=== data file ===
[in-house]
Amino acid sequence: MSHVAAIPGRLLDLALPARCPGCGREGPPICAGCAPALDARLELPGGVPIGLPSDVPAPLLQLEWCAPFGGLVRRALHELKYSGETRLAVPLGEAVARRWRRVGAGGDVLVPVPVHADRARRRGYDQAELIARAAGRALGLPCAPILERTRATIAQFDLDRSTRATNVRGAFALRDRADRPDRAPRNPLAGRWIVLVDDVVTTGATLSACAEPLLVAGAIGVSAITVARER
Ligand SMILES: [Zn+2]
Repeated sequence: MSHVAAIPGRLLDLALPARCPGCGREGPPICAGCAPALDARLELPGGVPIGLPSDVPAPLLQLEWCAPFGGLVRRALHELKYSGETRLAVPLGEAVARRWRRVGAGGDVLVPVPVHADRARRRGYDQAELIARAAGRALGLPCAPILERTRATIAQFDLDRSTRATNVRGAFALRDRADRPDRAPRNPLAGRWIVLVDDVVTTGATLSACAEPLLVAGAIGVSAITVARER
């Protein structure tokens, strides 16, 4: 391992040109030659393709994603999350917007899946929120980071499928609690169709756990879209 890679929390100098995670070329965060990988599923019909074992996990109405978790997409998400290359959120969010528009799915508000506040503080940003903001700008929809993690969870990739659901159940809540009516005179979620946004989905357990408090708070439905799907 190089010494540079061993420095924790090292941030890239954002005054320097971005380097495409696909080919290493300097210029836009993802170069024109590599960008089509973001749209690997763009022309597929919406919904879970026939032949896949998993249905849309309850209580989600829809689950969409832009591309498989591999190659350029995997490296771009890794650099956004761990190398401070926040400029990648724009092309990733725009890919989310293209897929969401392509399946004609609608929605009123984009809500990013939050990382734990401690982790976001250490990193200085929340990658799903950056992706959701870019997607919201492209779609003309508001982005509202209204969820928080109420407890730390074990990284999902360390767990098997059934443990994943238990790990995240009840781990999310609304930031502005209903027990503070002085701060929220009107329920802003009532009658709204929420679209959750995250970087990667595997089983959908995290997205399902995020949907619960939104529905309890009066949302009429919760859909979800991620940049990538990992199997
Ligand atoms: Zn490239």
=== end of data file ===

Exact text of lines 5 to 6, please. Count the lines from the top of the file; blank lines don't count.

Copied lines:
């Protein structure tokens, strides 16, 4: 391992040109030659393709994603999350917007899946929120980071499928609690169709756990879209 890679929390100098995670070329965060990988599923019909074992996990109405978790997409998400290359959120969010528009799915508000506040503080940003903001700008929809993690969870990739659901159940809540009516005179979620946004989905357990408090708070439905799907 190089010494540079061993420095924790090292941030890239954002005054320097971005380097495409696909080919290493300097210029836009993802170069024109590599960008089509973001749209690997763009022309597929919406919904879970026939032949896949998993249905849309309850209580989600829809689950969409832009591309498989591999190659350029995997490296771009890794650099956004761990190398401070926040400029990648724009092309990733725009890919989310293209897929969401392509399946004609609608929605009123984009809500990013939050990382734990401690982790976001250490990193200085929340990658799903950056992706959701870019997607919201492209779609003309508001982005509202209204969820928080109420407890730390074990990284999902360390767990098997059934443990994943238990790990995240009840781990999310609304930031502005209903027990503070002085701060929220009107329920802003009532009658709204929420679209959750995250970087990667595997089983959908995290997205399902995020949907619960939104529905309890009066949302009429919760859909979800991620940049990538990992199997
Ligand atoms: Zn490239």